When flying into and out of Hong Kong HKG and as a general rule, is it better to book a window seat at the right or left side of the plane? (I understand that actual weather situations, etc., may always bring about changes relative to such a general rule.) I'd like to have a nice view of the city and its surrounding coastline, if that's possible and as opposed to a view of the open sea (presumably in the East) only. I'll be on Cathay Pacific flights directly from and to Europe.

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    Don't get your hopes up too much. Hong Kong is often overcast and there can be a fair bit of smog & fog in the area. Blue sky is fairly rare, although it seem to have gotten significantly better this year. Chances are you won't see anything until you break cloud cover which tends to happen only very close to the airport.
    – Hilmar
    Aug 7, 2018 at 0:31
  • @Hilmar Thx for the heads up.
    – Drux
    Aug 7, 2018 at 4:10

2 Answers 2


Just answering for the "into HKG" part of the question.

Assuming this is a direct flight from Europe (all bets are off if you connect somewhere else, obviously) and that the flight path is similar to that for LHR-HKG, probably left for a closer look at the city. It appears that the most common approach passes by the city and then loops back.

loop approach

However, at least some of the time the approach is more direct, in which case you may be able to see more looking forward out of the right side of the plane.

shorter approach

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    On the first path, landing, you would actually need to be on the left side (seats A) to see the interesting parts of the city (Central and Tsim Sha Tsui). Not sure what the proportion of the two approaches is (depends mostly on winds, possibly noise regulations).
    – jcaron
    Aug 6, 2018 at 20:57
  • @jcaron Thanks, updated. Forgot the geography of Hong Kong there. Aug 6, 2018 at 21:12
  • Excellent. May I ask where you get such detailed maps of flight paths and how you determined the apparently most common approach? Also updated my question re direct flight.
    – Drux
    Aug 7, 2018 at 4:13
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    @Drux I looked up the flight paths on FlightAware. Probably there are other sites that can show it as well. That particular site shows flights dating back a couple weeks, so I just looked at all of them. That's a pretty short window though, as common flight paths may change due to weather and other factors, so I wouldn't read too much into it. Aug 7, 2018 at 22:33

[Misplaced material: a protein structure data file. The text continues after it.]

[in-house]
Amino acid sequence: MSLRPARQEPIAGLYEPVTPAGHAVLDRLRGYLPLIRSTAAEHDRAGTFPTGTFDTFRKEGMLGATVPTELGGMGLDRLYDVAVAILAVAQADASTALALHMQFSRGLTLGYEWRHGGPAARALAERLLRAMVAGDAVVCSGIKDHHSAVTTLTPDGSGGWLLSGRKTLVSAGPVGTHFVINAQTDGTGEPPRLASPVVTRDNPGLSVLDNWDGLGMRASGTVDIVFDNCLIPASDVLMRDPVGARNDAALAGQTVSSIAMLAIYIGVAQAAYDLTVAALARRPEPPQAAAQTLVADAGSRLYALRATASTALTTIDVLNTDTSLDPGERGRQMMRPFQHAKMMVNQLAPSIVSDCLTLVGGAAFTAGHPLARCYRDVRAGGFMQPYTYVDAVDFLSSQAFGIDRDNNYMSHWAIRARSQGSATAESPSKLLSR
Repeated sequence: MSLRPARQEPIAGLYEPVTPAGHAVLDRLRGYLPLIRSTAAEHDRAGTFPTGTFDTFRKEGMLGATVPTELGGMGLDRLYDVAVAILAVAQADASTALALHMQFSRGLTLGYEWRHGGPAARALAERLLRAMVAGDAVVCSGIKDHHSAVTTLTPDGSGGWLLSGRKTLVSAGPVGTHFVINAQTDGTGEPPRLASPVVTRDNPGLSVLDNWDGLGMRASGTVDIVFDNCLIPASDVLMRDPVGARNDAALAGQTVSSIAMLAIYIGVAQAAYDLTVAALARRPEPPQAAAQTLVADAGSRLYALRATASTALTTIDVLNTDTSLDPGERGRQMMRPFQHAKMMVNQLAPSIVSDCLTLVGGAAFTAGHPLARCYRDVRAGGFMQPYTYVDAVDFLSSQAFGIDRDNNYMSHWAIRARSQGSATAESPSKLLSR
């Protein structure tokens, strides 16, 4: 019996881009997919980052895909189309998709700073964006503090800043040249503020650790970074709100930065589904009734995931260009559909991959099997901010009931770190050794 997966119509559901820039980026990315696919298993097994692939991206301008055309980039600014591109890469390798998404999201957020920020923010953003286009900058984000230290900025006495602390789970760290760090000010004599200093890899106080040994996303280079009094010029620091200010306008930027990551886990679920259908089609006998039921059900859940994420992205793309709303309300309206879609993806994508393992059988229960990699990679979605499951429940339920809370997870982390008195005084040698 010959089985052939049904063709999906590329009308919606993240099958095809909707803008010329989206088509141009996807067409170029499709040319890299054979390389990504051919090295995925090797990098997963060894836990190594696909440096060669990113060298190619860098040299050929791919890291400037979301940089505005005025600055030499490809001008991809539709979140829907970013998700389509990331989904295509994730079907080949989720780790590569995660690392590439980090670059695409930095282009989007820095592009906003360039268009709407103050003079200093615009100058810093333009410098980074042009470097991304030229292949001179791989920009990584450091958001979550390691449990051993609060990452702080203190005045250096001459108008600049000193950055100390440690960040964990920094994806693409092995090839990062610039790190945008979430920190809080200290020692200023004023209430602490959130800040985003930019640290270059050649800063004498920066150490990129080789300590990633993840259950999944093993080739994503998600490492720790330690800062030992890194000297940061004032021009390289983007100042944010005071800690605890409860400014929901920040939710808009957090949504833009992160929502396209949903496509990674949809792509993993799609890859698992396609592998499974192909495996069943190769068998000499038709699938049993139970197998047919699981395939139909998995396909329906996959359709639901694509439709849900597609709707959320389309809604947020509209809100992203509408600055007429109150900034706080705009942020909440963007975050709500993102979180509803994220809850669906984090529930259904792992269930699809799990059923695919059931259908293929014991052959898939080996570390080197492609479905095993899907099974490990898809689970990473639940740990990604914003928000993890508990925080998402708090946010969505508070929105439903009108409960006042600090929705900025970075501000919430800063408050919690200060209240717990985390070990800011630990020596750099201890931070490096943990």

I fly weekly out of HKG and back. I used to live in Tung Chung, near the airport, so I have good geographical reference points.

There's no way to predict where to sit for the best views. The planes land and take off in either direction, depending on the winds and traffic. It's not like the old days of Kai Tak, where the airport landings were scary and always in the same direction.

Some days you land from the west, some days from the east, regardless of the direction you're coming from. So it's a crapshoot. I don't have real data about the split, but to my untrained, frequent-traveler, eyes, it seems close to 50/50.

  • +1 Close to 50/50, but leaning in which direction? :-)
    – Drux
    Aug 7, 2018 at 4:20
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    @Drux don't hold me accountable but I would say east to west landings are more frequent.
    – user67108
    Aug 7, 2018 at 5:20
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    For night landings (between midnight and 7:00 am), aircraft are required to land from the southwest unless weather makes it unsafe. About 80-90% of flights do so. See cad.gov.hk/english/ac_noise.html for details.
    – jcaron
    Aug 7, 2018 at 7:34
  • @jcaron Thx, that's an excellent lead for my ETA is 6:50. I guess this YouTube video is from a landing from the east (with loopback) whereas that one is (just) perhaps from a landing from the soutwest. Does this make sense?
    – Drux
    Aug 7, 2018 at 20:20
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    @Drux, both videos are actually landing from the east. The first one starts southeast of HK Island, going north, giving you a fantastic view of Victoria Harbour, then turns west (great video!). The second one is pretty much straight from the east.
    – jcaron
    Aug 7, 2018 at 23:16

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